That leaves nine more responses. One survey recipient declined to answer this one. (Probably he or she had fallen asleep, as a consequence of a totally befouled circadian rhythm due to the time change.) Two respondents declined to select any of my responses because they didn’t remember Prop 7 that well … fair enough. One respondent apparently thought this test was open-book and wrote, “I realized after reading a short article on the subject that it will take additional action through the state legislature to put it into effect.” That’s cheating! I was trying to get a read on what people felt would be appropriate. I guess with Google, nobody bothers to ponder anything anymore—they just go straight for the answer.
One respondent wrote, “Hawaii and Arizona don't observe daylight savings time, so I didn't think Congress would care if California opted out of it.” Ah, this is a confused voter (or abstainer). Prop 7 isn’t about staying on standard time—it’s about staying on DST. That’s what’s so annoying to me: the way it was written was very confusing (probably deliberately so) which is why I suspect so many Californians didn’t realize what they were actually voting on.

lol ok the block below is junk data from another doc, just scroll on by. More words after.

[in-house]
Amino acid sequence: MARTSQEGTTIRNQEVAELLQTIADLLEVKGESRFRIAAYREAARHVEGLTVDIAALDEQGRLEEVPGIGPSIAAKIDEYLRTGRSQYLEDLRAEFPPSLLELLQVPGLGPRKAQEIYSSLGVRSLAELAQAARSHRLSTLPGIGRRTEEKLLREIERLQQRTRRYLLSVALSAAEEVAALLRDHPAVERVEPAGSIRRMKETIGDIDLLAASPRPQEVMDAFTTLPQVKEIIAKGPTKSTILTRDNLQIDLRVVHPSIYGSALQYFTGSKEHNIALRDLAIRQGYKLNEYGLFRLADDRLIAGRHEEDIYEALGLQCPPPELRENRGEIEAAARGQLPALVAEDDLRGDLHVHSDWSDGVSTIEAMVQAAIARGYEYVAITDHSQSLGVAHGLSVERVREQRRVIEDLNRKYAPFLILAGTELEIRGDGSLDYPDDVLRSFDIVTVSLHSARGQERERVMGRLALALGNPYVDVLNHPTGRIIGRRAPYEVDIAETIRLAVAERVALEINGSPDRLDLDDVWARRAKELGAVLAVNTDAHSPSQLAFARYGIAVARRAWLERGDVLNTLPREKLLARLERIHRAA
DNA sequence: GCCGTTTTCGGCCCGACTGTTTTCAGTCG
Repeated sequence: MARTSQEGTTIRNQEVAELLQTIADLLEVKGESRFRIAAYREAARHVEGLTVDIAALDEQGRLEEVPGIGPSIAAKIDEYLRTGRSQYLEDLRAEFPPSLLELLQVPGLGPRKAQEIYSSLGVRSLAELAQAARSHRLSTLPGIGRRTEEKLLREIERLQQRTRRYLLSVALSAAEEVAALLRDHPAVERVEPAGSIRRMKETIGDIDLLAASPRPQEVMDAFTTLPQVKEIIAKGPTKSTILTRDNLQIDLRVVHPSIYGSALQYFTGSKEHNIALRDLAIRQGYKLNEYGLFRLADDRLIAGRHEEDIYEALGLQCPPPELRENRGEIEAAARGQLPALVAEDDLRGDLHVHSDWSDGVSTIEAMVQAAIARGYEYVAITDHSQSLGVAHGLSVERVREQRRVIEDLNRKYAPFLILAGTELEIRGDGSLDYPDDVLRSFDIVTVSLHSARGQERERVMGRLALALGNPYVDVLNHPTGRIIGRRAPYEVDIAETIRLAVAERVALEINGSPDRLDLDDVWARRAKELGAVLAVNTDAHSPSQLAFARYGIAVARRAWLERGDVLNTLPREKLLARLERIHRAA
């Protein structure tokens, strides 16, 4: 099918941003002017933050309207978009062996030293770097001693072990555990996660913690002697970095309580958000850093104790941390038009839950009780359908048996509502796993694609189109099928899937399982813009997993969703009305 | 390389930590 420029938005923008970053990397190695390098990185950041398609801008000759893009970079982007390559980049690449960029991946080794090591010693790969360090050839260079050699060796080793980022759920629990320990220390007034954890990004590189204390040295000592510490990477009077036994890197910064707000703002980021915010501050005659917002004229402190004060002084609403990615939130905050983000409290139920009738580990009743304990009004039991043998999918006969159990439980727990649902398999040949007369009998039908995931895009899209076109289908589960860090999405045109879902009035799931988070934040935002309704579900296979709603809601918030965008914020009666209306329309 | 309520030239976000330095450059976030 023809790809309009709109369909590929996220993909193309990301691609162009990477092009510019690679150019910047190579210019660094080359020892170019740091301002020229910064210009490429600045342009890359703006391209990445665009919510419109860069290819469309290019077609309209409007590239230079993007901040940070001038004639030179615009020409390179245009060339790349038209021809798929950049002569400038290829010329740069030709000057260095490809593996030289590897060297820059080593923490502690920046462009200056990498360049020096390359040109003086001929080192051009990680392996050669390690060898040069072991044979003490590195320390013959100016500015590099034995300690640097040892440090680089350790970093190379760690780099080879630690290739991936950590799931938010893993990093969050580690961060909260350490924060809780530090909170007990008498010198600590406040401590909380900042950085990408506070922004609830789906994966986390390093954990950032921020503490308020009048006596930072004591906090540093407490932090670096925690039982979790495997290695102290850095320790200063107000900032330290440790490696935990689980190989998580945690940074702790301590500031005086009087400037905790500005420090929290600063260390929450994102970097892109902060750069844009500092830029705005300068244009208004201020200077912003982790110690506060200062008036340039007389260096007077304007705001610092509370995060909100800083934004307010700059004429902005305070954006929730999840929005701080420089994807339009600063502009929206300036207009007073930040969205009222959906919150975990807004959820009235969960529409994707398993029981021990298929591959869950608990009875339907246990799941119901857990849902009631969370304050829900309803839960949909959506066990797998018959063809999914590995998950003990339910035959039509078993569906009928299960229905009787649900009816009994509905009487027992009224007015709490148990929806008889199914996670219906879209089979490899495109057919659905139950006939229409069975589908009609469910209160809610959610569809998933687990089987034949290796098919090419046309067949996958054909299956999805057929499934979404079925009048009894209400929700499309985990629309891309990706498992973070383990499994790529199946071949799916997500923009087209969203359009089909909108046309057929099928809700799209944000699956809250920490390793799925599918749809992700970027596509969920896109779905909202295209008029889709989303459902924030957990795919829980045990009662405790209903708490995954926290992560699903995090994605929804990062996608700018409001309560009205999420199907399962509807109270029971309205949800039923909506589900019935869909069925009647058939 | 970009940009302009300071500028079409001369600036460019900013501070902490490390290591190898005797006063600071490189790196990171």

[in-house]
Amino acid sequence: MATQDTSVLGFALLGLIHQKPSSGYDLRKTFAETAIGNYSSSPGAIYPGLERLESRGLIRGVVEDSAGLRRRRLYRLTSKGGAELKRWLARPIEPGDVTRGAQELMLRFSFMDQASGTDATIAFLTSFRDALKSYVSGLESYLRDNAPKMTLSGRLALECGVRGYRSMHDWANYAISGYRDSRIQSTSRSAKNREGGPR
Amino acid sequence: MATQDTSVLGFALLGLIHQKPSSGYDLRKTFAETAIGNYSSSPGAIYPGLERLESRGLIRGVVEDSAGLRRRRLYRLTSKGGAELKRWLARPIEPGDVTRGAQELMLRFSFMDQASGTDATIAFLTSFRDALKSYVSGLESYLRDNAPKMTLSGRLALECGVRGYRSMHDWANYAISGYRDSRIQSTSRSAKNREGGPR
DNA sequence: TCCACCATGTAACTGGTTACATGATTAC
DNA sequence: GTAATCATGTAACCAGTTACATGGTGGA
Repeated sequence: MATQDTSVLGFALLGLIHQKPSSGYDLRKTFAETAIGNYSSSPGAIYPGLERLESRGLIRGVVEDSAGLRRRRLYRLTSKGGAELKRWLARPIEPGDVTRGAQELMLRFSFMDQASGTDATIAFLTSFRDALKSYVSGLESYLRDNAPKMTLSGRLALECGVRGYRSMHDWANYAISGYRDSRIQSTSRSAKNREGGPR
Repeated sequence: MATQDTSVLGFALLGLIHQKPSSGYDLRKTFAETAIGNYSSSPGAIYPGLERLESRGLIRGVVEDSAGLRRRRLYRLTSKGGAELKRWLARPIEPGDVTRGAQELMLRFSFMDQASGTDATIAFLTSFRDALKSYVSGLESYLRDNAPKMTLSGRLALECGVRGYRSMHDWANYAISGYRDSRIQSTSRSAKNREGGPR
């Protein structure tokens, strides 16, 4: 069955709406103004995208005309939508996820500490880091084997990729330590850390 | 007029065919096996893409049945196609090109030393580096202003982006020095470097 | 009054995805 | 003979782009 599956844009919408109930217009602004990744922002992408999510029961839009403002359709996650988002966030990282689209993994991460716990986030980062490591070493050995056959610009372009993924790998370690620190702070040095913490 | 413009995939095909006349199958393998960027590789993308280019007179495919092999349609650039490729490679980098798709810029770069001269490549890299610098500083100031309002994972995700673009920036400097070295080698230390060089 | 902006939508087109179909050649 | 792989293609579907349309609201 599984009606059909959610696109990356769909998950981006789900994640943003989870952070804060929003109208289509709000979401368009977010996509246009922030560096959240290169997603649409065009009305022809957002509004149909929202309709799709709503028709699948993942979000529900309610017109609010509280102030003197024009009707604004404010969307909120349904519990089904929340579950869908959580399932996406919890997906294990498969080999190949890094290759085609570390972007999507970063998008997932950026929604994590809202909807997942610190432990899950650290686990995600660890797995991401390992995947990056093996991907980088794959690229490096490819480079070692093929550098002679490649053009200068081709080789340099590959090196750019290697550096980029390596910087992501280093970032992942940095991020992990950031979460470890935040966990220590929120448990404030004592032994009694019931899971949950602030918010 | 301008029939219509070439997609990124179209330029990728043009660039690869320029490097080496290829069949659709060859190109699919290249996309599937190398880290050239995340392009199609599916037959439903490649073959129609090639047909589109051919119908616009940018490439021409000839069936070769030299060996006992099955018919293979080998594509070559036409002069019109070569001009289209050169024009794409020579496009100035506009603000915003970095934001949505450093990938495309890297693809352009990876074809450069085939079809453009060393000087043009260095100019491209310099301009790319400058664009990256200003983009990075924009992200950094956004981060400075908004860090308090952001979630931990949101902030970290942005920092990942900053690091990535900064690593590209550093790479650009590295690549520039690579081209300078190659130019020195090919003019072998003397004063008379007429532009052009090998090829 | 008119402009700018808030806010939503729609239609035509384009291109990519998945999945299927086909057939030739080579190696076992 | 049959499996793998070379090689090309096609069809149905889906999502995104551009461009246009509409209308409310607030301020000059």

Other responses were pretty funny:
- “I am totally out of it, I go where I’m told, tell me when to wake up and I will.”
- “I’m so glad I moved to a state that doesn’t have a gazillion silly measures on every ballot.” I believe this would have come from either an Oregonian or a Texan (based on where my post-California friends live). So, fair point—but Oregon and Texas have their own sillinesses, eh?
- “I advocate eliminating all DST & all time zones globally & using GMT everywhere & 24 hr clocks. Here in CA we’d arise at 2200 and retire at 1300.” Yeah, that would be pretty cool, and would completely eliminate the problem of jet lag!
- “Every season should be, ‘Fall Back’. I love ‘Fall Back’. I hate ‘Spring Forward’. I’m in favor of having ‘Fall Back’ every six months or so.” Great idea! We’d just slip further and further out of whack with the rest of the world. Just think … eight years in, we’d be on the same time as England, and the sun would rise at like 3pm. Daylight would cease to have any meaning in our lives. Tourists here would be so disoriented, our tourism industry could fleece them more efficiently than ever!